Australia! After a flight on Scoot airline that was heaps of hours long, me mates and I have landed in Sydney (a careful pronunciation done by pulling the corners of the mouth wide on each vowel should create an approximation of the desired local accent). The first thing I noticed about Australia was their security. Not necessarily traditional security, but their attention to forbidding any food or biomaterial like seashells or sand from leaving the plane. Australia is far away from everything and an entirely unique environment sprang up here in isolation. Allowing too many foreign objects into the country might do irreparable harm such as when the introduction of two rabbits wiped out much of the countries vegetation in certain inland regions.
The next thing I noticed was Australia’s adaptability. The isolated environment not only forces Australians to be vigilant on what enters the nation, but the people themselves had to learn to adapt to the isolated world. Small things are reminders of their adaptability: such as the former Olympic stadium, now ANZ stadium that moves entire concourses in and out to accommodate different sporting events, or office meeting room tables that appear one unit but than can be broken apart and rolled away as individual pieces, or even the seat backs on the trains that can be flipped over to create a set of benches facing each other for large groups or flipped back to accommodate the needs of commuters minding their own business.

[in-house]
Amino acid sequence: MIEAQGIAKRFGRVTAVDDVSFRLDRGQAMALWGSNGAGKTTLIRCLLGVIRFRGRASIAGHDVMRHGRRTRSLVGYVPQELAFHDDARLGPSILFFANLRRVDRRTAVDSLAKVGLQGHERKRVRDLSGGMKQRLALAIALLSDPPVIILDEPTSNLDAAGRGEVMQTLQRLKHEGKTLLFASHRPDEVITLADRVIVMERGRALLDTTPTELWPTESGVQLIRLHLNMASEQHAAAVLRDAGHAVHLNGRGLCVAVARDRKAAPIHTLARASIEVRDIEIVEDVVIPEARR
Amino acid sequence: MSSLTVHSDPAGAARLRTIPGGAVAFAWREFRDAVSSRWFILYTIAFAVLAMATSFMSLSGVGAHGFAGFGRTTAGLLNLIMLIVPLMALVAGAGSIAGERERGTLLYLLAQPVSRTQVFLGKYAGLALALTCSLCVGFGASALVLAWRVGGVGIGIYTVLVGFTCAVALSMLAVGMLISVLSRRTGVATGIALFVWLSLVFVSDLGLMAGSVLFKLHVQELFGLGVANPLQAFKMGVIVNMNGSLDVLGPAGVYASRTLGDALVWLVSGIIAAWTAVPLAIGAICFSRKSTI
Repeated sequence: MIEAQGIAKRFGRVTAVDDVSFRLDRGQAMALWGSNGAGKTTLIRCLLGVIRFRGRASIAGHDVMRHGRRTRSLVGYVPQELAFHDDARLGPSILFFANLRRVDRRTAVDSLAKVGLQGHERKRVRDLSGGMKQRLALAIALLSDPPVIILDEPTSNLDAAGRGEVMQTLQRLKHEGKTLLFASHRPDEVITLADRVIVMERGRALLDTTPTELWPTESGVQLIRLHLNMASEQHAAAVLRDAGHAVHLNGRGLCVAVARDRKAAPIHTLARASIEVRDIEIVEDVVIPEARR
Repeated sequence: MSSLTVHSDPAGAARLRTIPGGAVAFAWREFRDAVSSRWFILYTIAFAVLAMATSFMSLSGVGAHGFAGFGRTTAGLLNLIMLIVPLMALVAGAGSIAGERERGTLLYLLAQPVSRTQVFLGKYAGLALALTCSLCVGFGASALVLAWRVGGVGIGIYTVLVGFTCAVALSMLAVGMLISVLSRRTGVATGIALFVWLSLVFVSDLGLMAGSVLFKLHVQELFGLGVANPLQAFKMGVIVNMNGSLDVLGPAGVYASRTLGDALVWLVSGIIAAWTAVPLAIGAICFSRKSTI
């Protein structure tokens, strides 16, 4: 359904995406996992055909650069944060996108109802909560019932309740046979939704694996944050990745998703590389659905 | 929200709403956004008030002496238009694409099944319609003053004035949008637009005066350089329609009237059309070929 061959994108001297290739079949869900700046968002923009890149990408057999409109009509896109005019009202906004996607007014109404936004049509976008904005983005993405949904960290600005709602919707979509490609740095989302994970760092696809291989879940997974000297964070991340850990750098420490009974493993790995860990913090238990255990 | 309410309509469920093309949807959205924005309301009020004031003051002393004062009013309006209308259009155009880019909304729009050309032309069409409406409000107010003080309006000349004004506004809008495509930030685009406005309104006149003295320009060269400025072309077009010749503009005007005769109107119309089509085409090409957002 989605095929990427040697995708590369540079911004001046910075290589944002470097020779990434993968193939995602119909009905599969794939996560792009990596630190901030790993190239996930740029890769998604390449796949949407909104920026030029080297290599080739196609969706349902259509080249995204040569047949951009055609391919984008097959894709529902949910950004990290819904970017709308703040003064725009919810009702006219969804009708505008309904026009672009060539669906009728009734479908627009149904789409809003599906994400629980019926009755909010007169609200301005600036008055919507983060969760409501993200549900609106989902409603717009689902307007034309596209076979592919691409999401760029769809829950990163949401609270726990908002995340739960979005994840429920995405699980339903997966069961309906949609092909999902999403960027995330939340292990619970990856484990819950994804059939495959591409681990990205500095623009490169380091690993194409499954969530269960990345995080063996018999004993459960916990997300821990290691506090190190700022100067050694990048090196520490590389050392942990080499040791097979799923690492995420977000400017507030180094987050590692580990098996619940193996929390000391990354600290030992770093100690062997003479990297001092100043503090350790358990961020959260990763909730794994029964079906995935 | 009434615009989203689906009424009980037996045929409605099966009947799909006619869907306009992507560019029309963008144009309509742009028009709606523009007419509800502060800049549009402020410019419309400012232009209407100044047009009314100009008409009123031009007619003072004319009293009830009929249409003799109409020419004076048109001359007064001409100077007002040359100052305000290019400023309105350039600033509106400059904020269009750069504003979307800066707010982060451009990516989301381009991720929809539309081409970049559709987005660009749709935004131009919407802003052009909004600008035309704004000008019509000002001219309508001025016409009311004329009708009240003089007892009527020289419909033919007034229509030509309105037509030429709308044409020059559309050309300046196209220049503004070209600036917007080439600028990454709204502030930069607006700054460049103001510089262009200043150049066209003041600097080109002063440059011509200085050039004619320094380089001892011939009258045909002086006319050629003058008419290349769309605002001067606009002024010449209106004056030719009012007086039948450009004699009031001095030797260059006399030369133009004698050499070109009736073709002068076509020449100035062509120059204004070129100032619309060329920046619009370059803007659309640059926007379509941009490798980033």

Now, it wouldn’t be a visit to Australia if I didn’t get to see any of the famous local wildlife. On Tuesday afternoon, a group of us caught a bus to the Koala Park on the outside of Sydney and even for the 28 AUD entry fee I was not disappointed… not by a long shot.
Children in the United States learn of Australian animals with a fantasy air surrounding them. Not only does the exotic nature of the animals like the kangaroo, a sort of overgrown mutation sized rabbit that hops around with a pouch to hold a baby, enchant children, but the wonderful names like a kookaburra and wallaby add to their otherworldliness. My excitement was still quite palpable once I got a chance to meet them as a young adult.
After that afternoon, I now have the pleasure of being able to recall: feeding a kangaroo, petting a koala, and placing a bearded dragon on my head. The park’s supervisor took a fondness to our group and ended up giving a rather unintentional guided tour of the park and got us closer to the animals and shared more details about them than I’m sure most guests ever get about just one animal enclosure. I think we got on the supervisor’s good side when we correctly knew koalas are not bears and didn’t fall for many of the other myths Americans confound him with like eucalyptus leaves making koalas high.